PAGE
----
By Jane Valencia
The holiday season approaches, and with it, choosing gifts. If you’re like me, you often send gift cards to your teen and young adult loved ones, so they can purchase just what they want. But if you’ve been reading the “Cash On Vashon” articles these past months (see vashonloop.com), and striving to use cash more frequently yourself, you may be rethinking that choice. I know I am!
Please note: this article refers to corporate gift cards (Amazon, name brand corporations, etc.). If you wish to give gift cards, I encourage you to purchase them from local and other small businesses. These businesses directly benefit., and our choosing them helps them to thrive.
Here are a few things to consider regarding giving corporate gift cards.
1. Hidden costs
As we’ve seen in the “Cash On Vashon” articles, digital payments of any kind come at a cost, from processing fees, typically applied to the business owner, and other times to yourself, or both. Gift cards, particularly general purpose cards that act like a “purse” and which can be used anywhere, can be loaded with hidden fees. From an initial activation fee, to a monthly inactivity fee that kicks in if the card isn’t used for a certain amount of time, to a processing fee incurred by the businesses who accept the card for payment. This sort of gift card can chisel away an astonishing amount of what you intended to give, with everyone involved paying along the way. If you are going to purchase a gift card, definitely take time to understand how the card works.
All this said, it is worth noting that WA state is actually unique in having some strict laws against profiteering on gift cards. Take a look at “Chapter 19.240 RCW: Gift Certificates” at apps.leg.wa.gov/rcw. You’ll get a good sense of what the law intends to protect against.
2. Money left on the table
It is rare that your loved one will use the exact amount of a gift card/ecard. They will either need to add more of their own to purchase what they want, or they’ll “leave money on the table.” How many cards given to your children, grandchildren, nieces, and nephews contain a few dollars here and there that never get spent? The amounts may not seem like much, but this is another way that companies nickel and dime, benefiting in this case from what isn’t spent. How many physical cards get lost in a messy bedroom or tossed out? How many emails delivering the ecard and access information quickly disappear in an overflowing and rarely viewed email inbox, and from your loved one’s memory?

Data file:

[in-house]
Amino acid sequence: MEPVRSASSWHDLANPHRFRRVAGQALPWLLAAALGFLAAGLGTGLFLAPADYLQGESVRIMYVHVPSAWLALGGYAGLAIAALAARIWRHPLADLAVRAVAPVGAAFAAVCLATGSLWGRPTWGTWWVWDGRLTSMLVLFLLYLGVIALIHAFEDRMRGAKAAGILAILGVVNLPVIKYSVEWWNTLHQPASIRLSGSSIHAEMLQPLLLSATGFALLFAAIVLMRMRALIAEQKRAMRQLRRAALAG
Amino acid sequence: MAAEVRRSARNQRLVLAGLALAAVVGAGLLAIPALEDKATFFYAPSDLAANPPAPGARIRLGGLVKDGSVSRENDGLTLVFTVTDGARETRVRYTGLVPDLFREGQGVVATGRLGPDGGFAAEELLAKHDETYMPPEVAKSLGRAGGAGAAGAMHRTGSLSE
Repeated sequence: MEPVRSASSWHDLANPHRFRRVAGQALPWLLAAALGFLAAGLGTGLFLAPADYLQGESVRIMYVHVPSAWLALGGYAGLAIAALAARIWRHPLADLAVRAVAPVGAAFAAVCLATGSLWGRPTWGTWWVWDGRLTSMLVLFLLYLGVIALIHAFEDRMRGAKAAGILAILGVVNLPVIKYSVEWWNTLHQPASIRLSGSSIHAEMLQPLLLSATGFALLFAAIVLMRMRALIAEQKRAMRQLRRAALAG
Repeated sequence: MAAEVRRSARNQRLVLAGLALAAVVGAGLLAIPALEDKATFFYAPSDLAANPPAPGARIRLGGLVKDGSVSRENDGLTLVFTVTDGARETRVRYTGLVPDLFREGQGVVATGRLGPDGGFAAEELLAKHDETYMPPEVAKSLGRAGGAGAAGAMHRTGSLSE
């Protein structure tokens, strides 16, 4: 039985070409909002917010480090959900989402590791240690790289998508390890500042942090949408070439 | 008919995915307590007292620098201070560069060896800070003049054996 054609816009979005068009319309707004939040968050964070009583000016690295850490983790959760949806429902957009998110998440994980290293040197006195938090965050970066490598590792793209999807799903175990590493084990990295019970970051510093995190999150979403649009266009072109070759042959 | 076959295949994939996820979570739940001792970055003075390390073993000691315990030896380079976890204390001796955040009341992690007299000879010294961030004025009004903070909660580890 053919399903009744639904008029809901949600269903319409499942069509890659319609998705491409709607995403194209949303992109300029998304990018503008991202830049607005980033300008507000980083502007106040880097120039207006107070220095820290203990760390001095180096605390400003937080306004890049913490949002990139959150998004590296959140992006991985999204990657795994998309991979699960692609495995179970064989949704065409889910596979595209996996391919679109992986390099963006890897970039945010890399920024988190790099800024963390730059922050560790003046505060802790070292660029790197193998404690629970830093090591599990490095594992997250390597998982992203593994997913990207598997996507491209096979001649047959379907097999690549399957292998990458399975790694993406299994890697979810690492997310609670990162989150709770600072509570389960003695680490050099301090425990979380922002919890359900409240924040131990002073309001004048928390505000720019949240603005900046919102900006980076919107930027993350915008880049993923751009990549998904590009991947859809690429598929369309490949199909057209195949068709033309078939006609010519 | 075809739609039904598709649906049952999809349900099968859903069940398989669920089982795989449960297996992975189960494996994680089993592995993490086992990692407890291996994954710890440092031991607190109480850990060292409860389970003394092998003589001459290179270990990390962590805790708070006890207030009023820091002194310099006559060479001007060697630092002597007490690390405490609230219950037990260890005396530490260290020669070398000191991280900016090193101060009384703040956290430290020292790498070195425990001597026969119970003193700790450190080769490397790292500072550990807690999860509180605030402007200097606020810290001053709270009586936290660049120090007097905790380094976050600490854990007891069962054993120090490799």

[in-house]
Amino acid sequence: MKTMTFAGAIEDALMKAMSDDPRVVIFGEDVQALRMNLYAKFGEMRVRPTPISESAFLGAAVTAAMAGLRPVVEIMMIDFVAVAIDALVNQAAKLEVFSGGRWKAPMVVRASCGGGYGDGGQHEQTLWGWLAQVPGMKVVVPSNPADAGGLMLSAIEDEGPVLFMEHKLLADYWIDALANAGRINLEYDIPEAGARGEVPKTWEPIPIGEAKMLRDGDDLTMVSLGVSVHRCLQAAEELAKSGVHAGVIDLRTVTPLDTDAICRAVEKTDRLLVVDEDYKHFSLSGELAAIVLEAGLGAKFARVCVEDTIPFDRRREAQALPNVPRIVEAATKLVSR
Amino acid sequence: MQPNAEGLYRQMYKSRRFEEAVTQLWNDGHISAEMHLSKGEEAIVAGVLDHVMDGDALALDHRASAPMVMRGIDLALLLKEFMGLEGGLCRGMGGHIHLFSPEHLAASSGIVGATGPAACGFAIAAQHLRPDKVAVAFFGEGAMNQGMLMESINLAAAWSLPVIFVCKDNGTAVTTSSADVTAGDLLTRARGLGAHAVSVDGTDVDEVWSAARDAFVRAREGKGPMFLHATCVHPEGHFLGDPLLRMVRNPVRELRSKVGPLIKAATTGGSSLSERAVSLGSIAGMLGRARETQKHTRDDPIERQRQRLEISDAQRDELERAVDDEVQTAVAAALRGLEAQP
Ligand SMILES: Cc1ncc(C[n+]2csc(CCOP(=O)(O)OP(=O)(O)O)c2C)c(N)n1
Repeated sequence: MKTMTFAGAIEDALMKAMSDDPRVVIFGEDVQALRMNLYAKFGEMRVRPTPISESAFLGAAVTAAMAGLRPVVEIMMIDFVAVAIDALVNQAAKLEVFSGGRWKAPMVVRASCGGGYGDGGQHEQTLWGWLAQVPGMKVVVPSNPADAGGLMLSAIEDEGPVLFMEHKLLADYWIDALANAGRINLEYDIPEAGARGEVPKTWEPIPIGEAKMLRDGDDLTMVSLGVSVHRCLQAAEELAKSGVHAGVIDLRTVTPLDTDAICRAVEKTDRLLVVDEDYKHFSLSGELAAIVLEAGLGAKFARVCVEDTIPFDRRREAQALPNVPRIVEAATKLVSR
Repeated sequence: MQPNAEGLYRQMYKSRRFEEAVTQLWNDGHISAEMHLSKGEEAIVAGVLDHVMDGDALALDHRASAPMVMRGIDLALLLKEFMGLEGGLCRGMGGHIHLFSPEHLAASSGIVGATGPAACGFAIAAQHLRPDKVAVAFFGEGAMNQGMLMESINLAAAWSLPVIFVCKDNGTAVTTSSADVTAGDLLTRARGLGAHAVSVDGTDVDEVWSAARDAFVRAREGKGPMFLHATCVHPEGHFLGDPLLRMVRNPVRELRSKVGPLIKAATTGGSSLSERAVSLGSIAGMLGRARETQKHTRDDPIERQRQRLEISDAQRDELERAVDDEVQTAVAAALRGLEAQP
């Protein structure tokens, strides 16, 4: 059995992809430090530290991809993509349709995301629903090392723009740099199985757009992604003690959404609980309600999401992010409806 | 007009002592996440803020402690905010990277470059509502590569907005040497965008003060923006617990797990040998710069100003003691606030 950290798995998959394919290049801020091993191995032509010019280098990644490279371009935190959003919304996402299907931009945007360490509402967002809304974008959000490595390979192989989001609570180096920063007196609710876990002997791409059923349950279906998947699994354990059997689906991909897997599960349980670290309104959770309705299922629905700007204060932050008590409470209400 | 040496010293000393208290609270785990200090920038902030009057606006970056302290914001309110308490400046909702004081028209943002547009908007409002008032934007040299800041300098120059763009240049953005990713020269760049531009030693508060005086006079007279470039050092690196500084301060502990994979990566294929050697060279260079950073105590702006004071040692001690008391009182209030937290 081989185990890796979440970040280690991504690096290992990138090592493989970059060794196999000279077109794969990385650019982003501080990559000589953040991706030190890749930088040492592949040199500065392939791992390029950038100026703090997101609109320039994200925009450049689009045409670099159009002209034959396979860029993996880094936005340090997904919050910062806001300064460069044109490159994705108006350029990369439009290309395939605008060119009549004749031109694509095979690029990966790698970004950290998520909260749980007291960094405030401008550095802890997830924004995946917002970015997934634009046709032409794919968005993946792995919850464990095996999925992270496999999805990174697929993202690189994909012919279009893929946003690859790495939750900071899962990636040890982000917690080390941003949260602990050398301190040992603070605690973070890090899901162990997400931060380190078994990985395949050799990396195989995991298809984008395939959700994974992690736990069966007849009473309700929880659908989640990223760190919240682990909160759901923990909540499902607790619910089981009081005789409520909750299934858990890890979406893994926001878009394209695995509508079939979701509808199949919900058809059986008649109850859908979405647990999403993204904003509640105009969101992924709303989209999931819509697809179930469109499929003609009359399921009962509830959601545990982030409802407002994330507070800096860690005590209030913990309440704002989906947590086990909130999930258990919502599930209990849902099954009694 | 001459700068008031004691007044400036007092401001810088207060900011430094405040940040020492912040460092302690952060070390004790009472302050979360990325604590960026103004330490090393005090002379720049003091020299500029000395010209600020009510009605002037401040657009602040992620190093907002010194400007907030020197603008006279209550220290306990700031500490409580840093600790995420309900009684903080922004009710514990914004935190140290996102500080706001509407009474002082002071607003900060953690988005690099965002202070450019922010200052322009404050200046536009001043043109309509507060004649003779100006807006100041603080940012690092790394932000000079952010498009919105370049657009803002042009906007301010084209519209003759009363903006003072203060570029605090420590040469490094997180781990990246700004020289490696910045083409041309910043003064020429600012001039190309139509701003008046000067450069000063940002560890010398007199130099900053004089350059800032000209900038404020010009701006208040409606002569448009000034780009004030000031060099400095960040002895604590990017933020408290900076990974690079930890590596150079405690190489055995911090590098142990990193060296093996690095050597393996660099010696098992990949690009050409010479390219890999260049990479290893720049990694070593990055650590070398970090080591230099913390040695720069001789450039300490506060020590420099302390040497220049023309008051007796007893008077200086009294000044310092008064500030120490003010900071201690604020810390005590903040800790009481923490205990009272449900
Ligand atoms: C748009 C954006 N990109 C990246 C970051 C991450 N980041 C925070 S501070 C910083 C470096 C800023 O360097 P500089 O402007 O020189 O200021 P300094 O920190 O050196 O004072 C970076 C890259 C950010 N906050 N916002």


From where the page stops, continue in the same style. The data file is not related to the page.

3. Teaching through gift choice
As adults, we want our gifts to connect with our younger loved one. And we hope that our gifts pass along wisdom and values as well, at least to some degree. While choosing a gift that is just right for your loved one is an ideal choice, a gift of cash can be both meaningful and convey lessons to the next generation, especially when we explain why we’re giving the latter rather than a gift card/ecard.
You can let them know that:
– They are receiving the full amount of the gift.
– They can spend it however and whenever they want. They aren’t limited to patronizing a single business, and they won’t lose money if they don’t spend the full amount.
– They have spending privacy (from big tech and the various businesses and corporations that would be involved when using a gift card)
– They are helping to keep cash alive by using cash
Make it personal:
During the December art walk, buy greeting cards from Island artists. Gather your cash, maybe some beautiful new bills. Write a special message to your loved one. Point out that they can enjoy spending the cash when and where they wish. They, and whomever they patronize, will receive the full worth of what is there.
If you are concerned that your gift might be stolen when you mail it, just be sure that the bills are tucked into the note card and that you can’t feel them. You could write a check, but often that money just ends up directly in a bank account. Cash has immediacy. If you are concerned your gift might be lost in the mail, then be sure to send it with tracking.
Or go ahead and buy a gift card from a local or small business. Share in your note why you enjoy patronizing those businesses. Personal connection, unique services, vitality to the local community are just some reasons you might name.
Join in the beauty of the gift-giving season by taking the opportunity to share and teach about the value of cash, and of supporting local and small businesses!
Thanks to March Twisdale for her discussion and ideas on this topic that inspired this article.